The tiny fragment of film in our online archive is called ‘Festival of Narcissus’ and depicts the Ballets Russes performing Les Sylphides at the 1923 Fêtes de Narcisses at Montreaux in Switzerland. The influential director Sergei Diaghilev never allowed his incredible dancers to be filmed, claiming (quite cleverly from a financial perspective according to some cynics) that their brilliance could not be captured on camera, which makes this clip all the more rare.

Well evidently such beauty could be captured on film, and this beautiful fragment of a performance was hidden away for over 80 years in British Pathé’s Pinewood vaults under the misleading title ‘Festival of Narcissus’! Not only was the formidable dance troupe cited incorrectly, but the lead dancer Serge Lifar was noted down as being a woman, as a result of his rather splendid wig and finely toned legs, no doubt causing more confusion for researchers at the V&A as they tried to identify this piece of potentially groundbreaking or possibly extraneous footage!

It has now been confirmed, with the help of a London Ballet Circle member Susan Eastwood, that this mysterious (and secretly recorded) reel does indeed show the famous Ballet Russes, making it the only known existing footage of Sergei Diaghilev’s divine project.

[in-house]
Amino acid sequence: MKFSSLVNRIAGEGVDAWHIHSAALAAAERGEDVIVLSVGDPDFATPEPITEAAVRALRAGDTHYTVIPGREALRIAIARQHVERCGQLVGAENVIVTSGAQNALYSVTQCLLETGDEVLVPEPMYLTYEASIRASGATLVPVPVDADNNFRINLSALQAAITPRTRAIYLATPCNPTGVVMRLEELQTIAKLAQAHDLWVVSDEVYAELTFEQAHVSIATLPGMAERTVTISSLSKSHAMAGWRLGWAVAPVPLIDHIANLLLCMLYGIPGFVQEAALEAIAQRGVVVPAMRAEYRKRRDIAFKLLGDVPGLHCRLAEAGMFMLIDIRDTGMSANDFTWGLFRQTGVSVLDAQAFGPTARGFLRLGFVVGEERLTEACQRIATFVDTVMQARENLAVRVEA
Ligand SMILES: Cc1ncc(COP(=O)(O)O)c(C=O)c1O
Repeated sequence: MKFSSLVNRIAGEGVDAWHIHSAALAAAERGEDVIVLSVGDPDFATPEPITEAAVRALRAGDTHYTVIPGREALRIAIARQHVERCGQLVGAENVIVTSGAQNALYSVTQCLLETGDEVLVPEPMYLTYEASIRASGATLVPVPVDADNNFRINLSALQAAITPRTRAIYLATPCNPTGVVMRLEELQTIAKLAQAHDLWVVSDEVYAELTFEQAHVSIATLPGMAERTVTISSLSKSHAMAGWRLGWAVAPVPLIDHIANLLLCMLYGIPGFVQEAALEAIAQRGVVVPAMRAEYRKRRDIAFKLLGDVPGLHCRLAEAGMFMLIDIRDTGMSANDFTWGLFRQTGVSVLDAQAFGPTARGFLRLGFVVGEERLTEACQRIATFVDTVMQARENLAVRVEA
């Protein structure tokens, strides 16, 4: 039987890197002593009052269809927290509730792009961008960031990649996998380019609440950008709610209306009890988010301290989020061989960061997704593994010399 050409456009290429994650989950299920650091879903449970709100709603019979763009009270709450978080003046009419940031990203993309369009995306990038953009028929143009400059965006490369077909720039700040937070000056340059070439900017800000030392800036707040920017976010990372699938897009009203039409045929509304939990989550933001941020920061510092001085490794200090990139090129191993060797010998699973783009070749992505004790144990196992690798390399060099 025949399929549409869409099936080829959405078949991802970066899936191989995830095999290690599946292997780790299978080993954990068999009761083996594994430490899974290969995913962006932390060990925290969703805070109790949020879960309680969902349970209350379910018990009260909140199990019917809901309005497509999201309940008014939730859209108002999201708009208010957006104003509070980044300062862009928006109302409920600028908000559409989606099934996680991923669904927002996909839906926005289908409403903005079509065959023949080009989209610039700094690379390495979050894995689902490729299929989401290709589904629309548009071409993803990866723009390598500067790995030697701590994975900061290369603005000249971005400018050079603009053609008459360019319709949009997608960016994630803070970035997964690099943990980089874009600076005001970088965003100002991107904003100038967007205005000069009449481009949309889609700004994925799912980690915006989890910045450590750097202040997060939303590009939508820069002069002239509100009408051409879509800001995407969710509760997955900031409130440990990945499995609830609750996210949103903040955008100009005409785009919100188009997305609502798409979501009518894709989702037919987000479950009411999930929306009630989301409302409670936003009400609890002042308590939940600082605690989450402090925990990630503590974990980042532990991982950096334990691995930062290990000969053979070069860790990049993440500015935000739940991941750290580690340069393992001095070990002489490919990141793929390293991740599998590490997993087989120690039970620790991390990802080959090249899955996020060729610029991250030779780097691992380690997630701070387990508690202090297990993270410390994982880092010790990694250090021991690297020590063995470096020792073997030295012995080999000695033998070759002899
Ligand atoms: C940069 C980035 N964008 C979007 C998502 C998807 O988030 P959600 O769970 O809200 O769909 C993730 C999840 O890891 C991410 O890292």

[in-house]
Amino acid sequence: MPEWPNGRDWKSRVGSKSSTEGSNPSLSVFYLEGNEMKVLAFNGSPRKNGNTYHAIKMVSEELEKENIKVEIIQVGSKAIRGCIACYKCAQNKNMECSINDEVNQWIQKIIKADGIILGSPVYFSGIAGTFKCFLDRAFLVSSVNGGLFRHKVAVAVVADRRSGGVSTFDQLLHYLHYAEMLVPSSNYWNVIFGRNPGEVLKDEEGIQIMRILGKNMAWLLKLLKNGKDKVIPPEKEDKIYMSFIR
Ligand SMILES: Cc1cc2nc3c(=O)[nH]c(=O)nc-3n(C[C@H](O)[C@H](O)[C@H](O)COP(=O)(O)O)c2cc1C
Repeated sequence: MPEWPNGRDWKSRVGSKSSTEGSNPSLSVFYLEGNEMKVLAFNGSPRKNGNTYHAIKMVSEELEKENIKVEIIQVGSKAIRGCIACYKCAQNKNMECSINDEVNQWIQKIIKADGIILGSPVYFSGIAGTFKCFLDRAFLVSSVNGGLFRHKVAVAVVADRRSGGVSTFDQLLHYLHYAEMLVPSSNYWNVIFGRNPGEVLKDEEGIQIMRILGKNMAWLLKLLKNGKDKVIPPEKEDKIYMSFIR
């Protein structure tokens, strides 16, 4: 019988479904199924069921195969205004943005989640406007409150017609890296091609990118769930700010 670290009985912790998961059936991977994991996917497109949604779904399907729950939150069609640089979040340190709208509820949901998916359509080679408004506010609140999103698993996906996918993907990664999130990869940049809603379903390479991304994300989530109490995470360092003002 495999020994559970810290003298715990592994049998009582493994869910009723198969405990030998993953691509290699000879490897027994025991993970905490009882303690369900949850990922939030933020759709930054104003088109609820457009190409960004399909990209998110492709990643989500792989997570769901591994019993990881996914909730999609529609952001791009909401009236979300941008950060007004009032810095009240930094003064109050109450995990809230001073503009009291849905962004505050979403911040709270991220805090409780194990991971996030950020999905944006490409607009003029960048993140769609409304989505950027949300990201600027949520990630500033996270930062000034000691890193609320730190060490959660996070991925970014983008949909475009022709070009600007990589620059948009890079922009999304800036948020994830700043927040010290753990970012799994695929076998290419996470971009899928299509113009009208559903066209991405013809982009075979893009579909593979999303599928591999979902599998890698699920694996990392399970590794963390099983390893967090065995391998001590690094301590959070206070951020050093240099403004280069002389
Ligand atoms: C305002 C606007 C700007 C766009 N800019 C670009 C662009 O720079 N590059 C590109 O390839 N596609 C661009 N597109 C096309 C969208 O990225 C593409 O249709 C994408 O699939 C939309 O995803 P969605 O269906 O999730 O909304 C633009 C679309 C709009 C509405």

Since British Pathé opened their archive’s doors to the public last year, giving free and unlimited viewing to over 90,000 historically protected reels, all sorts of fun discoveries have been made, and there is still a long way to go. Only last month footage of Mrs. Henderson at the Windmill theatre, and a great clip of Germaine Greer at a Rolling Stones concert were discovered.

The Pathé cameramen who wrote the original canister notes in pencil would have been stunned if they knew that the entire world would one day have access to their hectic reel notes, as would the groovey archivists of decades past who added their own mad and frantic scrawlings along the way!

If you are a dance or ballet enthusiast then please do have a good rummage on – it is a colossal digital archive, and as Jane Pritchard has proved, there is still much to be uncovered and understood within it.

Watch the Ballets Russes on film here:

Read Jane Pritchard’s wonderful blog post ‘I Eat My Words’ here:


Further Related links:

Maev Kennedy’s piece in the Guardian:

An article about this discovery in the Dancing Times:

Click on this image to view more ballet videos in the British Pathe film archive online.



Words: Jack Cullen